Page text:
Alternative approaches to urban transport
There is growing consensus that rapid urbanisation is now inevitable and irreversible. More than half the world's population lives in cities and the number is likely to increase, possibly touching a projected 69.6 per cent by 2050. The world, it seems, has taken a definitive urban turn. This phenomenon, unlike decades before, is today viewed positively. Cities are acknowledged as engines of growth and their ability to produce economic opportunities is appreciated. However, there are two big gaps in this happy story — the poor environmental performance and the depressing inequity.
The problem is best illustrated by the manner in which cities have fared with transportation. It is estimated that cities consume 75 per cent of the energy and emit 80 per cent of the greenhouse gases. With unabated focus on motorised vehicles, cities, it appears, may not be closer to turning things around. The global car fleet is expected to increase three-fold by 2050 most of which - about 90 per cent - will be in the developing countries and their cities. Even in Indian cities, where the share of trips by made by car is low, policies and projects continue to support it. In contrast, much to the disappointment of many, non-motorised transport (NMT), particularly the bicycle, remains ignored despite the benefits, greater social relevance and substantial share in the trips made.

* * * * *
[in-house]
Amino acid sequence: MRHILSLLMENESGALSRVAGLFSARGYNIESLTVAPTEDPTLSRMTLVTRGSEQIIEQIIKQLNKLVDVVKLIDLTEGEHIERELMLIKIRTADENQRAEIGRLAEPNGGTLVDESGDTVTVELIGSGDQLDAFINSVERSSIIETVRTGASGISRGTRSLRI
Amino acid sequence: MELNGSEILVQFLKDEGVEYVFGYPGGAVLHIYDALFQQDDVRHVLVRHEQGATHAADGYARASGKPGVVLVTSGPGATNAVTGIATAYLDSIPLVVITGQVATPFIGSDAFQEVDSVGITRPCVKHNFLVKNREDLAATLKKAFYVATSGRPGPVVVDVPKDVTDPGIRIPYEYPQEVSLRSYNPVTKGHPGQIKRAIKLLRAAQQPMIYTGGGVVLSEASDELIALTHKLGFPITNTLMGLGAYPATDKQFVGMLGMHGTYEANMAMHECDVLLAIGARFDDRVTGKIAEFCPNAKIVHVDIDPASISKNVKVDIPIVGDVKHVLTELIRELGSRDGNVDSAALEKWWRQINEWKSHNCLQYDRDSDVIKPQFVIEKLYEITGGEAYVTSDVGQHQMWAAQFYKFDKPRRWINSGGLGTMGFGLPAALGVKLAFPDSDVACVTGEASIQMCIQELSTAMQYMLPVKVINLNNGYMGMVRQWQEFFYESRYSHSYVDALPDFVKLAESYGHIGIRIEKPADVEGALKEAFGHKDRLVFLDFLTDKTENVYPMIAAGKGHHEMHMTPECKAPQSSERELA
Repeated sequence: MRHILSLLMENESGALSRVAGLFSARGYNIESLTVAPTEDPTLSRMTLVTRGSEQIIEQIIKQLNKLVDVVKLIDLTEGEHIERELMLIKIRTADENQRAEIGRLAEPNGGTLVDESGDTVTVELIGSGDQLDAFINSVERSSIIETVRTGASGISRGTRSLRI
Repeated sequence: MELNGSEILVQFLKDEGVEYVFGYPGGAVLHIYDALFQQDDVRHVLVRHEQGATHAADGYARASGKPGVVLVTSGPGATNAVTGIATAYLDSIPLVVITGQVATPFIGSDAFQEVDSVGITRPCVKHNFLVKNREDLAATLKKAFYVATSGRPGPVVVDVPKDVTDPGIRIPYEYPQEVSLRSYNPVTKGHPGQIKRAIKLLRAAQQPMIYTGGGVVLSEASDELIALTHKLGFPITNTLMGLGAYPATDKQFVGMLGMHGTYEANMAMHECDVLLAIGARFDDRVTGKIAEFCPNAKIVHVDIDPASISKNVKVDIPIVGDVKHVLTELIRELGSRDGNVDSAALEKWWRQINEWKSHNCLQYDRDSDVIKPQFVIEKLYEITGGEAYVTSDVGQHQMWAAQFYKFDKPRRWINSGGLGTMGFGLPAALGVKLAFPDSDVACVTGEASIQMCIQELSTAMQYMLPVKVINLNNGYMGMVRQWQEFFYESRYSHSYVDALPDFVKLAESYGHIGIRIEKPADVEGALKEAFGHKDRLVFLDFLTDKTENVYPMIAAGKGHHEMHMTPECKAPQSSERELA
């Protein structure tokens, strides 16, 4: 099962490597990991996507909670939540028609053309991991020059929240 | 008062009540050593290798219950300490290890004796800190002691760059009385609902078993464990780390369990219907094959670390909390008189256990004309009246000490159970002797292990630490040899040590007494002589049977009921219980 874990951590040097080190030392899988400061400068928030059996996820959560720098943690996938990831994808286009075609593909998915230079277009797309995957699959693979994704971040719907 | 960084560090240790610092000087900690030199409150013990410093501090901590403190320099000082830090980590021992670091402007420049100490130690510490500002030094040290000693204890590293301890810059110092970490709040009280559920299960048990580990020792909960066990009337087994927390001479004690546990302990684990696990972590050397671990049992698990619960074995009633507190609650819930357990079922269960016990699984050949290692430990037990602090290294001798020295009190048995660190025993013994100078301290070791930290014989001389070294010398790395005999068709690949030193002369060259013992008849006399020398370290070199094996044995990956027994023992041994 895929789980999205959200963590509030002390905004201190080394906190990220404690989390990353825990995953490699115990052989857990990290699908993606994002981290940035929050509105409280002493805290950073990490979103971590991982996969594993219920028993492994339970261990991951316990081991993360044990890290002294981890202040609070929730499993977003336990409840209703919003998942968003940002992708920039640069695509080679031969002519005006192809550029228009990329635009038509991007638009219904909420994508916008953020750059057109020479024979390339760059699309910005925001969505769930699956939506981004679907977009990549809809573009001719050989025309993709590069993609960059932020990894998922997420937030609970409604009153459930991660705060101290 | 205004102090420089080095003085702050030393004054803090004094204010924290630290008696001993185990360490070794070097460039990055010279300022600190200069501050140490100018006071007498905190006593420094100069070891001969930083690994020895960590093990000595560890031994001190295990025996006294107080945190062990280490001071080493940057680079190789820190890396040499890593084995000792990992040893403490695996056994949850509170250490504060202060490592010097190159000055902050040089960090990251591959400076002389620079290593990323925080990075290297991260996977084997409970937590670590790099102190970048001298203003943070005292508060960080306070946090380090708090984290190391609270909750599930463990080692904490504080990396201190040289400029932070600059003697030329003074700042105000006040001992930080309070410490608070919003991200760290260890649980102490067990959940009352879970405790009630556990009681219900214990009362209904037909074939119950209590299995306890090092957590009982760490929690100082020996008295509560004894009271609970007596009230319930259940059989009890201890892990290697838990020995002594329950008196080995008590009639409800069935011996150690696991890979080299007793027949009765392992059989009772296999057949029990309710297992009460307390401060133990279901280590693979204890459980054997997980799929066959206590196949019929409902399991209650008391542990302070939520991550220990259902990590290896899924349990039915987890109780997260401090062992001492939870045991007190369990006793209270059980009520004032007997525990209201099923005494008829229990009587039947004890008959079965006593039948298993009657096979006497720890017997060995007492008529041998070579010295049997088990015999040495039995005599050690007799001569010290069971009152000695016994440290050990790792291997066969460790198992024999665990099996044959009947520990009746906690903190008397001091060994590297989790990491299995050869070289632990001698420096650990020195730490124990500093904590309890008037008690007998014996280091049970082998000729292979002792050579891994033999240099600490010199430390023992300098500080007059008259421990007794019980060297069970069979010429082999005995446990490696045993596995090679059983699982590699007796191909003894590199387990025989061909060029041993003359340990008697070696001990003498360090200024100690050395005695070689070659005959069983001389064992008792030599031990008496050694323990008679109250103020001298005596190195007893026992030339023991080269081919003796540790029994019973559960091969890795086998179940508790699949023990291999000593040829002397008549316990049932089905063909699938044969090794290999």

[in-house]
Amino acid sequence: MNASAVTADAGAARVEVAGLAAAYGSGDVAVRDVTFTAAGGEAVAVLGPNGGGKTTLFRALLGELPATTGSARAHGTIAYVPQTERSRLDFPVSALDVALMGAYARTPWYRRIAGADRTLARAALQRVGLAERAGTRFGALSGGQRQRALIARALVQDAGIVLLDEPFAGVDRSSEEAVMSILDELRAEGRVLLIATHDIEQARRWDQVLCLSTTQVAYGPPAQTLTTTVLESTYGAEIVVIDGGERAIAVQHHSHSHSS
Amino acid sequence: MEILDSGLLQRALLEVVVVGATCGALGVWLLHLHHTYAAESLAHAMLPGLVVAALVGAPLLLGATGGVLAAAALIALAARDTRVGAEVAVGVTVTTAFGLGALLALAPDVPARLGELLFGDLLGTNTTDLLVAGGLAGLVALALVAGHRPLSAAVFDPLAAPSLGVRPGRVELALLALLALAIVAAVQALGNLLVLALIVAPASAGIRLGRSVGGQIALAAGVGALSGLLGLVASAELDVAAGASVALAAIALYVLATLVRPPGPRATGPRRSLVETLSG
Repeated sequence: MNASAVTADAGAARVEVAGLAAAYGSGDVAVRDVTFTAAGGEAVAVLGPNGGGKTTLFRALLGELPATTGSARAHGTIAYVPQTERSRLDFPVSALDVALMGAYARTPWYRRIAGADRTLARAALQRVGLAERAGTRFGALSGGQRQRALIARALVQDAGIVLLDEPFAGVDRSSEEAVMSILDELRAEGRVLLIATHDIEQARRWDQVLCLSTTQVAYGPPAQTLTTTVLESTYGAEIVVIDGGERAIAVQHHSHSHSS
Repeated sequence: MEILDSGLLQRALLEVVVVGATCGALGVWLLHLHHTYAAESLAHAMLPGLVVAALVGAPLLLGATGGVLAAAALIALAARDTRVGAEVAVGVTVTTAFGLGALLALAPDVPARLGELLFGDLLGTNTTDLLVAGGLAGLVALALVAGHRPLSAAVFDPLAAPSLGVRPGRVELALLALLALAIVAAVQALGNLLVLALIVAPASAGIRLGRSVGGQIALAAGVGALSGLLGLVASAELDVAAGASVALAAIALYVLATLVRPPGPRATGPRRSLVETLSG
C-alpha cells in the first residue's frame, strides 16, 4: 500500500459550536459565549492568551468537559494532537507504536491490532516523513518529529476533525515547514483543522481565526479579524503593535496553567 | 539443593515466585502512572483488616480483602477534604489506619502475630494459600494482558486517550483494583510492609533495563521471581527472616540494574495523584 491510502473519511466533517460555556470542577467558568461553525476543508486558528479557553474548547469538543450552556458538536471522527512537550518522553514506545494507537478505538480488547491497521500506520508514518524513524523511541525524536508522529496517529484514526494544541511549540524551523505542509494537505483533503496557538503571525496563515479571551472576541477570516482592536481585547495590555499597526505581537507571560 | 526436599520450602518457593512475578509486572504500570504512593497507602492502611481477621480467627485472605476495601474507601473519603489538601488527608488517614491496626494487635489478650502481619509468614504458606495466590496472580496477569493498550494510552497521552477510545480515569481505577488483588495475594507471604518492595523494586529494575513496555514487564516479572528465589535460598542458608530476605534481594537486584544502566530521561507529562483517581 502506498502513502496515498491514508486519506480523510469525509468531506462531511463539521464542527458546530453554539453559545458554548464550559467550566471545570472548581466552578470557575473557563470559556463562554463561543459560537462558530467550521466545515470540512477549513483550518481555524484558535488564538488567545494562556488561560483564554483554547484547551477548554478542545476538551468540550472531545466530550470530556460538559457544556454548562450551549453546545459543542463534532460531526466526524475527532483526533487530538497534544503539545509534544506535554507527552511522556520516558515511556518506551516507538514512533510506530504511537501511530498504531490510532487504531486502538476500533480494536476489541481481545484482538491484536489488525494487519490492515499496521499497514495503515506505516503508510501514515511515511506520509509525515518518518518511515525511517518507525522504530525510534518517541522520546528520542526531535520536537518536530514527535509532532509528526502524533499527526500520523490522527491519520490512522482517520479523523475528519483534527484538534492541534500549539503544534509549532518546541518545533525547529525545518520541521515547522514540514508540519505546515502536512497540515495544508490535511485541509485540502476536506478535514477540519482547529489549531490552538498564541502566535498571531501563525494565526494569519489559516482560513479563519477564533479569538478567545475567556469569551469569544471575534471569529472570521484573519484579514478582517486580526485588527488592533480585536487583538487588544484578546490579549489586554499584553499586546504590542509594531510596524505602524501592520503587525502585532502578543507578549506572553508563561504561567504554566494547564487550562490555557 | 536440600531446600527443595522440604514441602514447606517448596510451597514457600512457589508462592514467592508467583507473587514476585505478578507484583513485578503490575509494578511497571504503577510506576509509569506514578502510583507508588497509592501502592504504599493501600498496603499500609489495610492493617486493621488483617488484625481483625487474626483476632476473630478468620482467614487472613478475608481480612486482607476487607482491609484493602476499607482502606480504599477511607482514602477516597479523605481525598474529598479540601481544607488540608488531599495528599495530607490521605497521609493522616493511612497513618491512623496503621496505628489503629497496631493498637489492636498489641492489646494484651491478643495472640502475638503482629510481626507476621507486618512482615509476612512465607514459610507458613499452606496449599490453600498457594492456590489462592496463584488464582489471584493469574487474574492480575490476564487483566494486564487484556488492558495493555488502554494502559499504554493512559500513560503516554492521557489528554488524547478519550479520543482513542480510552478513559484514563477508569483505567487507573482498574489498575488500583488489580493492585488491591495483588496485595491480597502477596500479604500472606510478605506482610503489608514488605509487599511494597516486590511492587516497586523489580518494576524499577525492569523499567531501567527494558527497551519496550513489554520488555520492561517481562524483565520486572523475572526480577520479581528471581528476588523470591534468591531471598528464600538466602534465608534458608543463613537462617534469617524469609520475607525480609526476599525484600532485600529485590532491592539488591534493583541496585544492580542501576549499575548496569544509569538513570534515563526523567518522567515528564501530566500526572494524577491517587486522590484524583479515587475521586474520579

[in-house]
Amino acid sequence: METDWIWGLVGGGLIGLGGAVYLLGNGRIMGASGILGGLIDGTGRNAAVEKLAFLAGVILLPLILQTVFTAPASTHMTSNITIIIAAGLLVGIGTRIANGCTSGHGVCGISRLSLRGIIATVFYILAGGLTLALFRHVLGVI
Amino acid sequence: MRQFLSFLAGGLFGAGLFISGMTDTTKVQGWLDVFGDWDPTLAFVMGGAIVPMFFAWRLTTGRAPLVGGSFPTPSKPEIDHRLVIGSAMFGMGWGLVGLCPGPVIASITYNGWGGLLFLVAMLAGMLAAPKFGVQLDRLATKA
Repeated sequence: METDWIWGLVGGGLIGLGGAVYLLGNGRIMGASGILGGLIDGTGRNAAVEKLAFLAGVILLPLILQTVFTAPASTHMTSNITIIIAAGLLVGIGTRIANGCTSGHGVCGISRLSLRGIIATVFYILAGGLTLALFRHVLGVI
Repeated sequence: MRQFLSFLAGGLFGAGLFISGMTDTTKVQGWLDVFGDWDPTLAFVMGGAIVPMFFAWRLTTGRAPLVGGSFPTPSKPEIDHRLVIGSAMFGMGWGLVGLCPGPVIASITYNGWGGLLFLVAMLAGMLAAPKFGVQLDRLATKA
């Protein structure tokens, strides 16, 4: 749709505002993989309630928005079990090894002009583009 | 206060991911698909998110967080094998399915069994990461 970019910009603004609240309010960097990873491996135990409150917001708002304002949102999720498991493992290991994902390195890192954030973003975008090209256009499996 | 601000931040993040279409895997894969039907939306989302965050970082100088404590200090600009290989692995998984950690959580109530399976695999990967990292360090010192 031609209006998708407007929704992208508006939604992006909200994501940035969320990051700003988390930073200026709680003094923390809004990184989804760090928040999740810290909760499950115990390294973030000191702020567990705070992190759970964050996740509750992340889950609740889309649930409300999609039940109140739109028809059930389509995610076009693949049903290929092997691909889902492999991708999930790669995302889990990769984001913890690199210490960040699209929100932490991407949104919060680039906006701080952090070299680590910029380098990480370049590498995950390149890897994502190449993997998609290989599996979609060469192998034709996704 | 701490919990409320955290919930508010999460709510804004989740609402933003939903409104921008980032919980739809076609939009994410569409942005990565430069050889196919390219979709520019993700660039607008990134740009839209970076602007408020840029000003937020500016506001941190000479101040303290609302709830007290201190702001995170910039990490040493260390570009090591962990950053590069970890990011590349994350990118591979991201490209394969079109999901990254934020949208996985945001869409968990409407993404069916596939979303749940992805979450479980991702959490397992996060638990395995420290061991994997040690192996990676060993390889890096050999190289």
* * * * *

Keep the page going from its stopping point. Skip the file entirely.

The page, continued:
Full article can be read in The Hindu's Survey of the Environment 2010. The publication is now on stands. Copies can be obtained by Registered Post (not V.P.P.) for Rs.80 (Rupees Eighty) by drawing a cheque in favour of "Kasturi and Sons Ltd." (Add Rs.10 for non-Chennai cheques) and sending it to the Circulation Department, The Hindu, 859-860, Anna Salai, Chennai 600002 Email: firstname.lastname@example.org
A. Srivathsan is Deputy Editor, The Hindu